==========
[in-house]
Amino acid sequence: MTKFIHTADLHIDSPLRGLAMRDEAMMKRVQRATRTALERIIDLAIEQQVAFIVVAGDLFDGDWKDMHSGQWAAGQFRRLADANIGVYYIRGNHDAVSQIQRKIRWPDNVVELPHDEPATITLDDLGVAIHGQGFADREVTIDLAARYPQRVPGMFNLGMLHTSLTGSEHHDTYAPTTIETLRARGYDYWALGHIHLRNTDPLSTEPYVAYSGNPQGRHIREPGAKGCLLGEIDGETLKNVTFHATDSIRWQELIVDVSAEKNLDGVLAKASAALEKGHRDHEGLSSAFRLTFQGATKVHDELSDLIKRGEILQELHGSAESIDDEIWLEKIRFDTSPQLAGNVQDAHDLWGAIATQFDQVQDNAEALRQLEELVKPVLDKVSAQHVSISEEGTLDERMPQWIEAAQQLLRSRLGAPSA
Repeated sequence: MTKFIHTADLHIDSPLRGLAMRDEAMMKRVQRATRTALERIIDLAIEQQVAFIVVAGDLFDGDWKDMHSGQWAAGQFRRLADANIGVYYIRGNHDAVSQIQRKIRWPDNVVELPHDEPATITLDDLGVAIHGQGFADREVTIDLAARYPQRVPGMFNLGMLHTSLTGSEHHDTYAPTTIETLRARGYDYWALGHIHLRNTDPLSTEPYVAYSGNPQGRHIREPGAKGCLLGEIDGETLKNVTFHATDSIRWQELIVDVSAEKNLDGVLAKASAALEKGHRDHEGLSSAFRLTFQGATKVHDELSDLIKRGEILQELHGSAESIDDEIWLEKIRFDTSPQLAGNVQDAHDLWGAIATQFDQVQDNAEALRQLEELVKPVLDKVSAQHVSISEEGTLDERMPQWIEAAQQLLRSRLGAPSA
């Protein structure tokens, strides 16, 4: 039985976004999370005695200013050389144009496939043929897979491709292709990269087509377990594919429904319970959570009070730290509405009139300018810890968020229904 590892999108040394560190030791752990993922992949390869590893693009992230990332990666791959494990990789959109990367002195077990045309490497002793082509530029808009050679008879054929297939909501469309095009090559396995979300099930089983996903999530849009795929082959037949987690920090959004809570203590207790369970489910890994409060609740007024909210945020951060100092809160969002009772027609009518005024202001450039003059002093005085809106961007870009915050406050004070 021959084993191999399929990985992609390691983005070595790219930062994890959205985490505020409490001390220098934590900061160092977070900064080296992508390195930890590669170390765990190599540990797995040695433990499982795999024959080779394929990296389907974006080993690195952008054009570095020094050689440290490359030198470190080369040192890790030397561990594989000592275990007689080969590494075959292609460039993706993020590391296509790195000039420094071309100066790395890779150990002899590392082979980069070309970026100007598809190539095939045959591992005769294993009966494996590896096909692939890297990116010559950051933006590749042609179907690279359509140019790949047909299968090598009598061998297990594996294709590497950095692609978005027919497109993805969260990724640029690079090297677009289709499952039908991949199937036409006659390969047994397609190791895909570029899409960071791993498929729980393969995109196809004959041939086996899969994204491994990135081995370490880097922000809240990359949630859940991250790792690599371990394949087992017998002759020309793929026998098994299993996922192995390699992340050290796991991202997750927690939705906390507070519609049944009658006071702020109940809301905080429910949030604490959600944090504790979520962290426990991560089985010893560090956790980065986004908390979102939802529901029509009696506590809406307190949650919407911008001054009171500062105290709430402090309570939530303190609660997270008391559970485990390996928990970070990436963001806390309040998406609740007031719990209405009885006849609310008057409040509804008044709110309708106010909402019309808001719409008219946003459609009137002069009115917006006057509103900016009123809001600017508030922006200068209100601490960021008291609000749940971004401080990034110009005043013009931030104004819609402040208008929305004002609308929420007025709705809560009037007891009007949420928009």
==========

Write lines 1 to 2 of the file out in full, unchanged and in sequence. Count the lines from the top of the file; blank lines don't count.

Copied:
[in-house]
Amino acid sequence: MTKFIHTADLHIDSPLRGLAMRDEAMMKRVQRATRTALERIIDLAIEQQVAFIVVAGDLFDGDWKDMHSGQWAAGQFRRLADANIGVYYIRGNHDAVSQIQRKIRWPDNVVELPHDEPATITLDDLGVAIHGQGFADREVTIDLAARYPQRVPGMFNLGMLHTSLTGSEHHDTYAPTTIETLRARGYDYWALGHIHLRNTDPLSTEPYVAYSGNPQGRHIREPGAKGCLLGEIDGETLKNVTFHATDSIRWQELIVDVSAEKNLDGVLAKASAALEKGHRDHEGLSSAFRLTFQGATKVHDELSDLIKRGEILQELHGSAESIDDEIWLEKIRFDTSPQLAGNVQDAHDLWGAIATQFDQVQDNAEALRQLEELVKPVLDKVSAQHVSISEEGTLDERMPQWIEAAQQLLRSRLGAPSA